I’m currently reading Tropic of Capricorn by Henry Miller, which was written about ten years before Catcher, and is sort of a more sordid, adult version. It’s also a lot less enjoyable.

4 01 2011
Philippe

Yup – 36 years young and still… I took this book up to find out what all the fuss was about.

I read past the 14th chapter and realized I too did not care what happened to this guy. I fast-forwarded to the last chapter and could not get through it fast enough.

My boss told me to try and appreciate this novel for what it is – written in the 50’s – which is what I did for the most part… But we are realistically living in a world quite removed from whence this novel was wrote. I hope this is not indicative of my nature to prefer living my own life rather than getting stuck in books reading about an another person’s tale…

Write your own story – Forget about history too… It is more fun to repeat it – Trust me!!! There is very little harm in exploration!!! Just don’t call douche-bag pimps a low-life – That’s when you get beat up!!!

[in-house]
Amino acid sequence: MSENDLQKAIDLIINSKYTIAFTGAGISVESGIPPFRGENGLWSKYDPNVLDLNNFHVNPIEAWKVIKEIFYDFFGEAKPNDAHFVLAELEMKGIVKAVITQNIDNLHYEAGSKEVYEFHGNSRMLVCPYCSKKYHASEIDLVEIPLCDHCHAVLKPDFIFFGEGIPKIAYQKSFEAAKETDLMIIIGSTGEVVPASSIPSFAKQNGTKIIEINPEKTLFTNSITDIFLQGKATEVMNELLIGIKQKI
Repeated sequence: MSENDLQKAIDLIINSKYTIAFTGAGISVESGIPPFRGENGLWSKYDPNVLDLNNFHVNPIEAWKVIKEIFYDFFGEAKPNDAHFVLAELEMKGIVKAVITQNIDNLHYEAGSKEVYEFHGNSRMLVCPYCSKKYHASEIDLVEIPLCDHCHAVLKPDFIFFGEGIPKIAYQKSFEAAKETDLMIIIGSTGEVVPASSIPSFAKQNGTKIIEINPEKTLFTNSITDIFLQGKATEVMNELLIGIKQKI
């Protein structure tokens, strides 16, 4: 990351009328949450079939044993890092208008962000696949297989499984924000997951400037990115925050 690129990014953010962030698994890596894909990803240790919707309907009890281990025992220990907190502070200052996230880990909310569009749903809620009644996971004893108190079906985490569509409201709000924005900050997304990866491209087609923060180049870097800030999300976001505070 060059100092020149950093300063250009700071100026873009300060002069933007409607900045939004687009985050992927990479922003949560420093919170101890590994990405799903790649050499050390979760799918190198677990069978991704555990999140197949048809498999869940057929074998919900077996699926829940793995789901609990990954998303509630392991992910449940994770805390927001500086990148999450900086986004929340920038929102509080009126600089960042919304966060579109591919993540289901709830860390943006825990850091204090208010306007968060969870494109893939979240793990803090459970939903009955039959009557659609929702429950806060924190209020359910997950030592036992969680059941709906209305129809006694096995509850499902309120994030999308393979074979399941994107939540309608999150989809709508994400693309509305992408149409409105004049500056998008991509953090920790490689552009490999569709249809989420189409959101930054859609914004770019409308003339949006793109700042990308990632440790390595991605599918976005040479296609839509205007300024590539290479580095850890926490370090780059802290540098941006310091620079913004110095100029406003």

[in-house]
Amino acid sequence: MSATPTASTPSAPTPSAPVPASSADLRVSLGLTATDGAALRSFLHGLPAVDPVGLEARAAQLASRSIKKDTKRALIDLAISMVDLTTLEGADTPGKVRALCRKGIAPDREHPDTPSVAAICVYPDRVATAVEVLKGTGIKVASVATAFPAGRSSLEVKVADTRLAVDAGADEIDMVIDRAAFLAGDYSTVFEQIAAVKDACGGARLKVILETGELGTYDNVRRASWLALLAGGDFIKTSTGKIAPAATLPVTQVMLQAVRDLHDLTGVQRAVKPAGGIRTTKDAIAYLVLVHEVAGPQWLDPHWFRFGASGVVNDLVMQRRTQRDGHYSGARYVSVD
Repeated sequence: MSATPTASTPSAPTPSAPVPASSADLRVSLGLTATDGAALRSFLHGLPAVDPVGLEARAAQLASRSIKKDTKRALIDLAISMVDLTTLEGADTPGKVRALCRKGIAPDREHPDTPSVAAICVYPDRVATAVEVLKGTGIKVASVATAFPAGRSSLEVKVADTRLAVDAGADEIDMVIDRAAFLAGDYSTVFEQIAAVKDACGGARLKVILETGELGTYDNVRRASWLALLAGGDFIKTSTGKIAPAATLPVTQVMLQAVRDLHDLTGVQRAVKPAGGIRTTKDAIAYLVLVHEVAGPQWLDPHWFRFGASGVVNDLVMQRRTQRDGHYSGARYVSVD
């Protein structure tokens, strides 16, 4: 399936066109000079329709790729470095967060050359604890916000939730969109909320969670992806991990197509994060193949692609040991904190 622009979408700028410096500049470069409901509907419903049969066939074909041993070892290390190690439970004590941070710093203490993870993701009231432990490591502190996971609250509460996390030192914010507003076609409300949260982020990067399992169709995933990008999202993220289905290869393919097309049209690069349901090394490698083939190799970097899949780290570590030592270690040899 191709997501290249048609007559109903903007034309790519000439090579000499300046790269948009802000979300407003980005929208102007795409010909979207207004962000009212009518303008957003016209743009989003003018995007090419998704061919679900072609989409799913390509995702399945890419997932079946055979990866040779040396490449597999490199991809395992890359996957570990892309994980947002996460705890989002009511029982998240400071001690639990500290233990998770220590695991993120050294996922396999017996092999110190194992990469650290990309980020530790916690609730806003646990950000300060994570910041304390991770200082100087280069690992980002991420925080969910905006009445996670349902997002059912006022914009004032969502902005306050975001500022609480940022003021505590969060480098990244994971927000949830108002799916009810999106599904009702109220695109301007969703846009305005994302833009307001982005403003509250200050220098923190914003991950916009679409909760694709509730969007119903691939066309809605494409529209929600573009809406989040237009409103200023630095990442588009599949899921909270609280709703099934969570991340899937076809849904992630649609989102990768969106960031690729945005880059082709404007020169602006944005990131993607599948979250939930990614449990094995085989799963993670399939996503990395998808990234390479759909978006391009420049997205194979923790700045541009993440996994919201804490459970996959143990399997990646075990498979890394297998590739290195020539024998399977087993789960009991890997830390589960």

7 01 2011
Jesús

Hi, everyone. To me, The Catcher in the Rye is a masterpiece. I don’t think the interest of the story lies on the main character’s experiences, but on how he depicts the people around him – these are criticized with tremendous accuracy, by a teenager who is what those very people would call a misfit, because he doesn’t seem to be able to adapt to their society. In my view, Salinger’s intention is not portraying the life of a misguided teenager – rather, he subtly portrays the American society of the time through the eyes of someone who’s bound to be rejected by it. That is, I think, the point the author ultimately tries to make in this superb book.

Nice blog again, cheers.

7 01 2011
Jesús

Hi, I’d like to add another thing :)

I claim that the book criticizes the American society of the time “with tremendous accuracy” because I think that absolutely all readers would relate to and (most importantly) agree with every single criticism in the story. What he doesn’t like about how the people around him behave are things no-one else would like and everybody else would easily recognize in society. That’s why we finally ask ourselves: is this teenager really a misfit? if he were one, how come we can easily endorse his criticism?

I’d love to know what you people think about this, or if you see the whole thing differently. Cheers.

5 06 2012
here

Re: Whoever produced the comment that this was a great web site genuinely needs to get their brain reviewed.